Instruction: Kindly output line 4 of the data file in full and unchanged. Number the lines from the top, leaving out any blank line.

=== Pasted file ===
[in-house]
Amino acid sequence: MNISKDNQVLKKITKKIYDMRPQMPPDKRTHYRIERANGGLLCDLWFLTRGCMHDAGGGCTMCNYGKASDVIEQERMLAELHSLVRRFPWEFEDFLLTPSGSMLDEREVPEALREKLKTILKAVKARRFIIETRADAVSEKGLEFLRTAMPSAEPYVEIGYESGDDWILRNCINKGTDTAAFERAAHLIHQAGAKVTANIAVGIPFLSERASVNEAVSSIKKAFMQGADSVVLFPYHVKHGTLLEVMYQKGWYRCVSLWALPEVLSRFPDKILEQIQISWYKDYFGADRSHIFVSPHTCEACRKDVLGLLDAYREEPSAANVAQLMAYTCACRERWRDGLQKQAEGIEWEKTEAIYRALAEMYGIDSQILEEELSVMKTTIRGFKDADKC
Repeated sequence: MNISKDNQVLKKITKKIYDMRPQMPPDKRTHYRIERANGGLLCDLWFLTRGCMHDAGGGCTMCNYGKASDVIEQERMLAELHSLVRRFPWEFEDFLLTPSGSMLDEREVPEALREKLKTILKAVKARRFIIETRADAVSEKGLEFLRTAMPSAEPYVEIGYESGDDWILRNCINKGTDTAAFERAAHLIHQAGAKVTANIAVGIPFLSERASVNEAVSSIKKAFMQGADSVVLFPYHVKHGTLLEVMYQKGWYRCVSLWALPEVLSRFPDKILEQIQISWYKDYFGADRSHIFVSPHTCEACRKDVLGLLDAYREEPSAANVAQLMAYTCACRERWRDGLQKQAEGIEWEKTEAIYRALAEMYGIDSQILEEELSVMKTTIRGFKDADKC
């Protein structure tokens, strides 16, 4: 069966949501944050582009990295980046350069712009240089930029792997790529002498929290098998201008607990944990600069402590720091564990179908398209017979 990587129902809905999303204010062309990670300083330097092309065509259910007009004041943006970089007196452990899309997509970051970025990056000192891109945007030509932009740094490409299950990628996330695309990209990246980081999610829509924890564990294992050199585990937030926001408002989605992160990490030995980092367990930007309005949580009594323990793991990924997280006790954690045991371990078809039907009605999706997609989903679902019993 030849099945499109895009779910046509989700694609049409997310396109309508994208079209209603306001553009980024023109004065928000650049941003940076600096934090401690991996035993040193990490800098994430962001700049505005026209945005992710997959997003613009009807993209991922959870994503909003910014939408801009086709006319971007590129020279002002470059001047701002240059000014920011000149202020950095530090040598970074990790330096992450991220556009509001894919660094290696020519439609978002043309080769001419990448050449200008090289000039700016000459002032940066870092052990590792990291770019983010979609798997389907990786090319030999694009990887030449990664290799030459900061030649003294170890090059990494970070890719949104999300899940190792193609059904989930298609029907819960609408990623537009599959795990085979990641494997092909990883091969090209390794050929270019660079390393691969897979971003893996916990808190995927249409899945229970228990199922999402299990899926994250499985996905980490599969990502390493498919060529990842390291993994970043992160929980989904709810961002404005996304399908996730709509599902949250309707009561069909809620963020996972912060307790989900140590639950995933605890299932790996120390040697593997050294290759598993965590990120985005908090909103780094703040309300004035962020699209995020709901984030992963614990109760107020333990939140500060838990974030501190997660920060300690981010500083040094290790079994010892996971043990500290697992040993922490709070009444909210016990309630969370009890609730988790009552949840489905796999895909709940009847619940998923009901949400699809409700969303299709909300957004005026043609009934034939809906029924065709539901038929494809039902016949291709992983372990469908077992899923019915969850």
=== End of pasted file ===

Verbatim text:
């Protein structure tokens, strides 16, 4: 069966949501944050582009990295980046350069712009240089930029792997790529002498929290098998201008607990944990600069402590720091564990179908398209017979 990587129902809905999303204010062309990670300083330097092309065509259910007009004041943006970089007196452990899309997509970051970025990056000192891109945007030509932009740094490409299950990628996330695309990209990246980081999610829509924890564990294992050199585990937030926001408002989605992160990490030995980092367990930007309005949580009594323990793991990924997280006790954690045991371990078809039907009605999706997609989903679902019993 030849099945499109895009779910046509989700694609049409997310396109309508994208079209209603306001553009980024023109004065928000650049941003940076600096934090401690991996035993040193990490800098994430962001700049505005026209945005992710997959997003613009009807993209991922959870994503909003910014939408801009086709006319971007590129020279002002470059001047701002240059000014920011000149202020950095530090040598970074990790330096992450991220556009509001894919660094290696020519439609978002043309080769001419990448050449200008090289000039700016000459002032940066870092052990590792990291770019983010979609798997389907990786090319030999694009990887030449990664290799030459900061030649003294170890090059990494970070890719949104999300899940190792193609059904989930298609029907819960609408990623537009599959795990085979990641494997092909990883091969090209390794050929270019660079390393691969897979971003893996916990808190995927249409899945229970228990199922999402299990899926994250499985996905980490599969990502390493498919060529990842390291993994970043992160929980989904709810961002404005996304399908996730709509599902949250309707009561069909809620963020996972912060307790989900140590639950995933605890299932790996120390040697593997050294290759598993965590990120985005908090909103780094703040309300004035962020699209995020709901984030992963614990109760107020333990939140500060838990974030501190997660920060300690981010500083040094290790079994010892996971043990500290697992040993922490709070009444909210016990309630969370009890609730988790009552949840489905796999895909709940009847619940998923009901949400699809409700969303299709909300957004005026043609009934034939809906029924065709539901038929494809039902016949291709992983372990469908077992899923019915969850």